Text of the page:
Kyle Gunning balances band, literary magazine, classes

Kyle Gunning, a freshman English major, manages to balance being in a band and running a literary magazine while studying literature. PHOTO CREDIT: Scoop Bandits

For Kyle Gunning, a freshman at The University of Rhode Island, balancing his studies, music and producing a magazine is the norm.

The Massachusetts native is currently a member of Scoop Bandits, an alternative rock band, the producer of Portable Meridien, an online magazine, and Literature major . After attending college, Gunning hopes to one day become a professor of English literature.

Gunning said that his interest in music started at a young age, but he didn’t discover his real passion for it until middle school when he started playing instruments and established Scoop Bandits.

“My dad just is a huge music lover,” Gunning said. “Growing up, I would always be listening to music. And then eventually, I just wanted to do guitar lessons. I also took violin lessons and piano lessons, all throughout middle school and high school.”

Now, over a decade after commencing his musical journey, Gunning has released his first full-length album. “The Finding” by Scoop Bandits features Gunning on lead vocals and guitar.

Gunning said that he and the band hope to put out more music this summer. In the meantime, they will continue to perform at local venues and private parties.

Music has always served as a creative outlet for Gunning, but he said he didn’t realize how deeply important it was to him until he started creating his own music. 

“I’m not bound completely by language in my expression of my emotions and in my beliefs,” he said. “I can make somebody feel a certain way by playing music and I can manipulate emotion and manipulate a message. I think that’s something that’s really cool.”

When he is not creating music with Scoop Bandits, Gunning can be found working on his magazine. The main inspiration for Portable Meridiem came from his dream to provide a space for college student writers to have their work published.

“You know, it’s very hard to get your work published with good magazines without having a reasonably respectable resume,” he said.

He said that because of this, he and his friend Evangeline Welch, a student at Bryn Mawr College, decided to create the magazine together.

“We decided- let’s make a magazine of our own where we can publish other people’s work and uplift students,” Gunning said. 

According to Welch, she and Gunning took inspiration from feminist zines and the 90s punk aesthetic when laying down the foundations for the magazine.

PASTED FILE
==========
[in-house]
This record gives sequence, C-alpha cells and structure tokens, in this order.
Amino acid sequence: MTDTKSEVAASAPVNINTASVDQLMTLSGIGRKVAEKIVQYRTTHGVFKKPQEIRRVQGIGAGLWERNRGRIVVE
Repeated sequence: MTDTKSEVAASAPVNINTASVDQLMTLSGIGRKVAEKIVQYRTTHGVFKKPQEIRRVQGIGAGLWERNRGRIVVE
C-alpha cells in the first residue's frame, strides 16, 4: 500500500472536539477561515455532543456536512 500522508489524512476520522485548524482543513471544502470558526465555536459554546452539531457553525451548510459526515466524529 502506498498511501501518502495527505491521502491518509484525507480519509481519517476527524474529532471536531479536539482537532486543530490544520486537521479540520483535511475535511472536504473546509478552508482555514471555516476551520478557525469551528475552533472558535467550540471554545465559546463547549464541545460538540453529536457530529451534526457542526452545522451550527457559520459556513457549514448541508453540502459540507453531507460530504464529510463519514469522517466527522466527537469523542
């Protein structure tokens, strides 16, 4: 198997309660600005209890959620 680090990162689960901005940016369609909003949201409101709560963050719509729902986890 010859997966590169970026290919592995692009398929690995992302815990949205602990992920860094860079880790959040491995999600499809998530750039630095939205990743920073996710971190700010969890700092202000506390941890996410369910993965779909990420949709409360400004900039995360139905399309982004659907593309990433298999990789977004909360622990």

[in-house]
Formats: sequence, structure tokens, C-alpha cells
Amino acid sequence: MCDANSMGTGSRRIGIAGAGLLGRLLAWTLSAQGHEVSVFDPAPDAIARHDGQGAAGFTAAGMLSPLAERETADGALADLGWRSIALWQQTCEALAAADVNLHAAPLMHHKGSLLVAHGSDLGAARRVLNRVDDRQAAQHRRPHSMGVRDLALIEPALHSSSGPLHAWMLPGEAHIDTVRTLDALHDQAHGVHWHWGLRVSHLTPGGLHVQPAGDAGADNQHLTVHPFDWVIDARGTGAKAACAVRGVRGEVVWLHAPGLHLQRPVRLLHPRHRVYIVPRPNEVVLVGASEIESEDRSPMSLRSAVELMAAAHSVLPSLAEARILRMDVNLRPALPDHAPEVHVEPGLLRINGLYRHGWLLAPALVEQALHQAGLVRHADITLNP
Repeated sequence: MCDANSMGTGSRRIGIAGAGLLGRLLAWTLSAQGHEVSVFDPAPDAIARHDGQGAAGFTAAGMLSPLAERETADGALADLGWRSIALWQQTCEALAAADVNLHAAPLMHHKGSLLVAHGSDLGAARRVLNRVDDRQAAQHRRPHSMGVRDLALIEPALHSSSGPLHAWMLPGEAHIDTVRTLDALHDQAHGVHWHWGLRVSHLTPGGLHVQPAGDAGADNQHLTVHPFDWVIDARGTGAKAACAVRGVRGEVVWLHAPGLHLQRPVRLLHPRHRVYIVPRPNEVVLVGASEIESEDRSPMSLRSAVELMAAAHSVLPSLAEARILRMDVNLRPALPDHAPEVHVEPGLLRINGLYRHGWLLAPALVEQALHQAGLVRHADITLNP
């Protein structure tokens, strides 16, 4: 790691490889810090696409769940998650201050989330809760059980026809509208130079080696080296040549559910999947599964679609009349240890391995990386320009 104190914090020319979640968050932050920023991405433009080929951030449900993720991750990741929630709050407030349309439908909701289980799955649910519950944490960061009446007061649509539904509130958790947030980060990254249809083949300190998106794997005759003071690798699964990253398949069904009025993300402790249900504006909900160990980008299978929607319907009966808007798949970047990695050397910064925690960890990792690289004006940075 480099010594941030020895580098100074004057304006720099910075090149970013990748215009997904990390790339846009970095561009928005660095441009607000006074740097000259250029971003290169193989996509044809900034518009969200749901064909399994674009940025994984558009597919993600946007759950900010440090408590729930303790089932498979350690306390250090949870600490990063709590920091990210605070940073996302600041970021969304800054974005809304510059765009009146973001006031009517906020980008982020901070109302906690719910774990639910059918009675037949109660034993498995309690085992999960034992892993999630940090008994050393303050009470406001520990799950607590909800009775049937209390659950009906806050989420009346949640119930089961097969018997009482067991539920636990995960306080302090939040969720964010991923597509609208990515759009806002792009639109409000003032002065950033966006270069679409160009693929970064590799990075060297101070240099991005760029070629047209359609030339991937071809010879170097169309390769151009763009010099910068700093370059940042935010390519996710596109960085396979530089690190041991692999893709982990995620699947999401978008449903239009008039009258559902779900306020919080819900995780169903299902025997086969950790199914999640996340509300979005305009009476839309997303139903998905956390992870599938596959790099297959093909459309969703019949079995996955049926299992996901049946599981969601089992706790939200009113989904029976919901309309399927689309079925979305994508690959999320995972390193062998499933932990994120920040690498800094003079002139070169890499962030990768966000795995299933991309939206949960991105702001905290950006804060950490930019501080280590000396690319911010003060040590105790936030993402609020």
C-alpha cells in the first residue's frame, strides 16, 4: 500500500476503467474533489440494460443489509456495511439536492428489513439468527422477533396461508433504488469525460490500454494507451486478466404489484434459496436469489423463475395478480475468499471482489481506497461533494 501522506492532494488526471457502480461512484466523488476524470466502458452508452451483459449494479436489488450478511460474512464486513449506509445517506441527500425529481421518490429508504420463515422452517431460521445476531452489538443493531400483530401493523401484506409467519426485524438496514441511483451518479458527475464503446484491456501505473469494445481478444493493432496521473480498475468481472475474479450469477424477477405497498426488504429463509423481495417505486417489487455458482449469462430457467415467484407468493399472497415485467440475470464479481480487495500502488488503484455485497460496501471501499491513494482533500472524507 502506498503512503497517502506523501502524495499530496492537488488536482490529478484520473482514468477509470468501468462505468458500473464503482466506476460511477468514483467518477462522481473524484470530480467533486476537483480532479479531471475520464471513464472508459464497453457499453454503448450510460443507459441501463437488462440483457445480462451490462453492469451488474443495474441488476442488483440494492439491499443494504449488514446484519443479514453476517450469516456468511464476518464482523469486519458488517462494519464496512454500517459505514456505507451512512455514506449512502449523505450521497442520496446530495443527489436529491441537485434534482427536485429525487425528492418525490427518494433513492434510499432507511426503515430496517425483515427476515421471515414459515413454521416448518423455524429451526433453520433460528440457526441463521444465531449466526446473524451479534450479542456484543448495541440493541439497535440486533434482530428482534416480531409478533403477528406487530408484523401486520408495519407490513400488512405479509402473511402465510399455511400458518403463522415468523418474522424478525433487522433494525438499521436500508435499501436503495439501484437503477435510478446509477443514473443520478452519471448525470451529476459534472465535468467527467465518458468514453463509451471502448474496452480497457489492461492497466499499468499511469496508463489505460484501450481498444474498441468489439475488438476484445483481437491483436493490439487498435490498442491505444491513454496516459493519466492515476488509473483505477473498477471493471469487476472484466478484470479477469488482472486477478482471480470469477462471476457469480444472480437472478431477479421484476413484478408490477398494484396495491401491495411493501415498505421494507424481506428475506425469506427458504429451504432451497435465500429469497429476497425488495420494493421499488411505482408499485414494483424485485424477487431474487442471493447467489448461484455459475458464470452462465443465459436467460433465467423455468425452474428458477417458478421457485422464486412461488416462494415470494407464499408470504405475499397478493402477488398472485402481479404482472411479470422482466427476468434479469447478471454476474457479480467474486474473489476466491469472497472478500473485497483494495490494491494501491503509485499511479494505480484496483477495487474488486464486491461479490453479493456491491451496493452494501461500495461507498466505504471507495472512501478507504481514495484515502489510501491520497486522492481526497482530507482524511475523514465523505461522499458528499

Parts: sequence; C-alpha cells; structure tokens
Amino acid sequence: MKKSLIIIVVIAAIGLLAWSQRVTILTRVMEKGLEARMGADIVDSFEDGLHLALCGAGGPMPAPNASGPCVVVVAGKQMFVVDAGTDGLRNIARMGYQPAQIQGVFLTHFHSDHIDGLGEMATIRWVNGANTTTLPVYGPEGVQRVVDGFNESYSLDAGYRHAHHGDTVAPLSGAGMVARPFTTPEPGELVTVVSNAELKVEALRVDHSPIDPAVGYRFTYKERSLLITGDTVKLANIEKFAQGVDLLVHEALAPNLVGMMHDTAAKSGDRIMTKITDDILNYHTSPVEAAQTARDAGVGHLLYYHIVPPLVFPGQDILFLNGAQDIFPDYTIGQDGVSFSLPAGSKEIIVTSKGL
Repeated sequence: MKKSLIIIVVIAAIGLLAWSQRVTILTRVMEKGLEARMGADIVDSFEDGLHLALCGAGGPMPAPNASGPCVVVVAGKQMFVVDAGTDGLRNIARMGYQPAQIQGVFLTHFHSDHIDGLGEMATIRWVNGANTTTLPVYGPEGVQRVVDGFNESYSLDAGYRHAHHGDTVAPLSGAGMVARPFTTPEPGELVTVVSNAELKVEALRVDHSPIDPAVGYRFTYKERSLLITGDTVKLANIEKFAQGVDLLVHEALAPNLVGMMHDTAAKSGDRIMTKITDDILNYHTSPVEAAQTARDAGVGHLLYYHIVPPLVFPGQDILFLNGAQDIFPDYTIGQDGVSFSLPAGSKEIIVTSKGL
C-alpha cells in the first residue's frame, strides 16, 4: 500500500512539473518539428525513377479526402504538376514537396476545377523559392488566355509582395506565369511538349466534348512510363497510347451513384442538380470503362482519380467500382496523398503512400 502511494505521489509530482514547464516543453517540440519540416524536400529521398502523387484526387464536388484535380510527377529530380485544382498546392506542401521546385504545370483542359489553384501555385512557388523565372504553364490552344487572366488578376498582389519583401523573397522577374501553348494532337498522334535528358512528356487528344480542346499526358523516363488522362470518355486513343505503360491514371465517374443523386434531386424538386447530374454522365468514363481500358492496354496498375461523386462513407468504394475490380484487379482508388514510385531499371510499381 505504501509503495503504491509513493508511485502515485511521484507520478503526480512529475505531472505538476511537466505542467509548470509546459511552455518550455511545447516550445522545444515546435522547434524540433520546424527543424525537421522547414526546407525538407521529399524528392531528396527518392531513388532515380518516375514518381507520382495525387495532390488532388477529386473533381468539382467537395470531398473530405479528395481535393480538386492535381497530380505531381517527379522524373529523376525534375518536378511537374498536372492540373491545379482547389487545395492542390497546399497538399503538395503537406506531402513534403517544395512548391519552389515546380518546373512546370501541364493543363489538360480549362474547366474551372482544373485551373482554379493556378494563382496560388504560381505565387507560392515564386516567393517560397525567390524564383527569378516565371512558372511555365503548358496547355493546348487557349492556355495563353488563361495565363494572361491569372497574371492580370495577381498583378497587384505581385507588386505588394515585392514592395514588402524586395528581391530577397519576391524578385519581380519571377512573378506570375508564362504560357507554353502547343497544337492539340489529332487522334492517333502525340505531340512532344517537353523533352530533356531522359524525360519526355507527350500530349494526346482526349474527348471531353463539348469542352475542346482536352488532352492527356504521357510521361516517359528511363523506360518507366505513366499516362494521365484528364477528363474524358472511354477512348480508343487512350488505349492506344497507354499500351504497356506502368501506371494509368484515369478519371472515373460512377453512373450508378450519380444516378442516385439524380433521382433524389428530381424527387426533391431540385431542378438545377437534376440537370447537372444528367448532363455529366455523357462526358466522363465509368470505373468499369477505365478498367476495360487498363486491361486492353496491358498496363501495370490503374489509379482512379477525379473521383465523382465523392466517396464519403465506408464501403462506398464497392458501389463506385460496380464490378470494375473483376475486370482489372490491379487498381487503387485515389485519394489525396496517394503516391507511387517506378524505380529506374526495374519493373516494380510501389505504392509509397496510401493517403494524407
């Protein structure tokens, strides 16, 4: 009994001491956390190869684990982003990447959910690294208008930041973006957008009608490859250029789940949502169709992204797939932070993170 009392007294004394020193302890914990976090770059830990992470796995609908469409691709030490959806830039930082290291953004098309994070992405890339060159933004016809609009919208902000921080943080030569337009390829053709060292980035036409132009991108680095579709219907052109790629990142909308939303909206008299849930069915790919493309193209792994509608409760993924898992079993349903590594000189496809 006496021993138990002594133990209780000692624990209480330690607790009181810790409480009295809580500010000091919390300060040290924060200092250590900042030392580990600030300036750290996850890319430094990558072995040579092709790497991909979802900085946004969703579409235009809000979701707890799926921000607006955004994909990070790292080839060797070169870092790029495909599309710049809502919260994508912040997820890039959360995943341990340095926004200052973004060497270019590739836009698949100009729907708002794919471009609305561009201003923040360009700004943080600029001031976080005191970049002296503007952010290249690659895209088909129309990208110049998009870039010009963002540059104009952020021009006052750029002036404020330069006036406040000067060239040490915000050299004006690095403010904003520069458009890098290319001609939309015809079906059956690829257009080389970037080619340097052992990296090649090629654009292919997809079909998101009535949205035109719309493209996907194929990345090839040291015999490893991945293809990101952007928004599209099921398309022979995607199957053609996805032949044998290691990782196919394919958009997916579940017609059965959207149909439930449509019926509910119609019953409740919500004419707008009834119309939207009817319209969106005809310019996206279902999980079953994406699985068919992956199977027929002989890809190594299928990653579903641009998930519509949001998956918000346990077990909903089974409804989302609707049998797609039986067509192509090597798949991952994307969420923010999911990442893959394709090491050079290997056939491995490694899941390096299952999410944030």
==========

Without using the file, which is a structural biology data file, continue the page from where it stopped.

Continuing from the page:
“​​After a conversation about Kathleen Hanna and riot grrrl zines, [Gunning] reached out and asked if I would be interested in starting a magazine that, similar to these 90s zines we both really liked, confronted modernity in a way that could inspire us and others to reflect about how and why we live the way we do,” she said.

She and Gunning both said that the main objective of the magazine is to inspire others, college-aged students, while also sharing creative perspectives on post-modern society. 

“Personally, I like to focus on how we relate to the past. How the past defines us, and what do we do with this information,” Gunning said. “That’s what modernity is. It’s just relations over a long period of time of influence and inspiration.”

Despite their success, Gunning and Welch both said that they have encountered obstacles while navigating the publication of their magazine. 

According to Welch, one of the biggest challenges they have faced has paralleled as one of the most exciting aspects of producing the online publication.

“With Kyle at college in Rhode Island and me in Pennsylvania, it can definitely be tricky to produce and work on a project like this across state lines when so much of it is collaborative,” she said. “However, because of this unique aspect, we have so many different perspectives that we have already shared and that we can find to share, which adds a great dimension to the magazine.” 

Gunning agreed that the work that is put into their magazine can be taxing at times, specifically the work that is put in behind the scenes. 

“Before starting Portable Meridiem, I had never edited writing in a professional context,” Gunning said. “For example, the last issue that I did, somebody had given me an essay that they wanted to be published, and I had to sort of transform this essay into an article. I’m learning to be an editor. It’s a learning process.” 

In addition, he said that he had to acquire technological skills to create and format the website.

“All of that stuff was really new to me, and I didn’t really know I had the ability to do it,” he said. “I pushed boundaries for myself and I’m going to continue to try and push boundaries as much as possible.” 

Portable Meridiem, published bi-monthly, can be accessed online here. Whether it’s in the studio or in the production room, Gunning says he is consistently trying to push boundaries, even in his first year.